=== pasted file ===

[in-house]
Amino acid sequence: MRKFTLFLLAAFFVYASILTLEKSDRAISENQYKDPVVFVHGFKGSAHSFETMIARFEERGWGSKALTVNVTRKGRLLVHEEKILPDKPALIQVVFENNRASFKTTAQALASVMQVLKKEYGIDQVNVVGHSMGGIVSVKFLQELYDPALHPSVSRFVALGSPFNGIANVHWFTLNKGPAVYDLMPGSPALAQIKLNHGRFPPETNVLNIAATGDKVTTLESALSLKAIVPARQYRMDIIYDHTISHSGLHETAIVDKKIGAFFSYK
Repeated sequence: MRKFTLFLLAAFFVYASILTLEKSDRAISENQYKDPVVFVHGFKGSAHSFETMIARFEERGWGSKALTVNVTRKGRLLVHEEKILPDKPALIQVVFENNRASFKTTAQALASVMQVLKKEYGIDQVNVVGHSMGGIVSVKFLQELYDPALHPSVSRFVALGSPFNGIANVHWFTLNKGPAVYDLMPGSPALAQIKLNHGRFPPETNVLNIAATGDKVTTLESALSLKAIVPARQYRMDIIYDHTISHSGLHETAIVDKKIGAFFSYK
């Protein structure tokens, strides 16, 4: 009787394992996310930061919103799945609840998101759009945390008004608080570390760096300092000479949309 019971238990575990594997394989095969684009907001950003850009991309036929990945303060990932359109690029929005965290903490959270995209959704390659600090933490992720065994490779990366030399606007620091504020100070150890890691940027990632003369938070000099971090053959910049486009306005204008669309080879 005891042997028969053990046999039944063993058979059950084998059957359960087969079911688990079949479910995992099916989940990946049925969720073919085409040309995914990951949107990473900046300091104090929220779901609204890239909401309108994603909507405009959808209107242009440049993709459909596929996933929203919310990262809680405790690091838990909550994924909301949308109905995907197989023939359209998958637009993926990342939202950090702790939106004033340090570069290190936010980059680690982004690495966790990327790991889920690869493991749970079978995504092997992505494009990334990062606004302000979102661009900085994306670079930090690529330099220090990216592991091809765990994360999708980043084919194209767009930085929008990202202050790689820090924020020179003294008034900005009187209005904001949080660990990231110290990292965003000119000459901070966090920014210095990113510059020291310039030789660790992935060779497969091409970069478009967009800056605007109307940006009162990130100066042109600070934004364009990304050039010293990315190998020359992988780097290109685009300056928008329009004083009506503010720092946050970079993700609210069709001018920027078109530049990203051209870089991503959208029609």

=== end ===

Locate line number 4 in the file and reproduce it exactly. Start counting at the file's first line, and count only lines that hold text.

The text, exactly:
């Protein structure tokens, strides 16, 4: 009787394992996310930061919103799945609840998101759009945390008004608080570390760096300092000479949309 019971238990575990594997394989095969684009907001950003850009991309036929990945303060990932359109690029929005965290903490959270995209959704390659600090933490992720065994490779990366030399606007620091504020100070150890890691940027990632003369938070000099971090053959910049486009306005204008669309080879 005891042997028969053990046999039944063993058979059950084998059957359960087969079911688990079949479910995992099916989940990946049925969720073919085409040309995914990951949107990473900046300091104090929220779901609204890239909401309108994603909507405009959808209107242009440049993709459909596929996933929203919310990262809680405790690091838990909550994924909301949308109905995907197989023939359209998958637009993926990342939202950090702790939106004033340090570069290190936010980059680690982004690495966790990327790991889920690869493991749970079978995504092997992505494009990334990062606004302000979102661009900085994306670079930090690529330099220090990216592991091809765990994360999708980043084919194209767009930085929008990202202050790689820090924020020179003294008034900005009187209005904001949080660990990231110290990292965003000119000459901070966090920014210095990113510059020291310039030789660790992935060779497969091409970069478009967009800056605007109307940006009162990130100066042109600070934004364009990304050039010293990315190998020359992988780097290109685009300056928008329009004083009506503010720092946050970079993700609210069709001018920027078109530049990203051209870089991503959208029609």